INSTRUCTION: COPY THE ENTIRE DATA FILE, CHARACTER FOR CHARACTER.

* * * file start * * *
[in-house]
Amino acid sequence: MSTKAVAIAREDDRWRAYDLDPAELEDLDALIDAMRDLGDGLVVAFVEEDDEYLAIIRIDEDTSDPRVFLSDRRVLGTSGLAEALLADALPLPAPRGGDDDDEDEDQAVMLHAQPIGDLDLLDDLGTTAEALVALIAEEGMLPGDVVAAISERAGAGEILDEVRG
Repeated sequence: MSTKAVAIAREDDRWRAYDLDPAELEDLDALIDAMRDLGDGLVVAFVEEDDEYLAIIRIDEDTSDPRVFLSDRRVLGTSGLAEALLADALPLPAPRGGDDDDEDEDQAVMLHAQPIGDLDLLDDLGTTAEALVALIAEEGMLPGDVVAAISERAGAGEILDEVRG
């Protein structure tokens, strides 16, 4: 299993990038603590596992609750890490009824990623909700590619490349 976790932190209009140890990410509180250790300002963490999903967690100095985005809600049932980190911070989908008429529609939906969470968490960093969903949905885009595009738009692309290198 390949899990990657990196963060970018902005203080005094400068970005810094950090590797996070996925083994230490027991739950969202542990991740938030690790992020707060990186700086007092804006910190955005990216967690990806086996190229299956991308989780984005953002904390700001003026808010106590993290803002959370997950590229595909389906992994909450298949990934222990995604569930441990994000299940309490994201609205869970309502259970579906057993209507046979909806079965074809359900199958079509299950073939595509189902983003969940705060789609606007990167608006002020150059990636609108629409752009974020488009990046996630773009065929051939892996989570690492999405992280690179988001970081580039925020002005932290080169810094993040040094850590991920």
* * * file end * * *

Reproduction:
[in-house]
Amino acid sequence: MSTKAVAIAREDDRWRAYDLDPAELEDLDALIDAMRDLGDGLVVAFVEEDDEYLAIIRIDEDTSDPRVFLSDRRVLGTSGLAEALLADALPLPAPRGGDDDDEDEDQAVMLHAQPIGDLDLLDDLGTTAEALVALIAEEGMLPGDVVAAISERAGAGEILDEVRG
Repeated sequence: MSTKAVAIAREDDRWRAYDLDPAELEDLDALIDAMRDLGDGLVVAFVEEDDEYLAIIRIDEDTSDPRVFLSDRRVLGTSGLAEALLADALPLPAPRGGDDDDEDEDQAVMLHAQPIGDLDLLDDLGTTAEALVALIAEEGMLPGDVVAAISERAGAGEILDEVRG
């Protein structure tokens, strides 16, 4: 299993990038603590596992609750890490009824990623909700590619490349 976790932190209009140890990410509180250790300002963490999903967690100095985005809600049932980190911070989908008429529609939906969470968490960093969903949905885009595009738009692309290198 390949899990990657990196963060970018902005203080005094400068970005810094950090590797996070996925083994230490027991739950969202542990991740938030690790992020707060990186700086007092804006910190955005990216967690990806086996190229299956991308989780984005953002904390700001003026808010106590993290803002959370997950590229595909389906992994909450298949990934222990995604569930441990994000299940309490994201609205869970309502259970579906057993209507046979909806079965074809359900199958079509299950073939595509189902983003969940705060789609606007990167608006002020150059990636609108629409752009974020488009990046996630773009065929051939892996989570690492999405992280690179988001970081580039925020002005932290080169810094993040040094850590991920």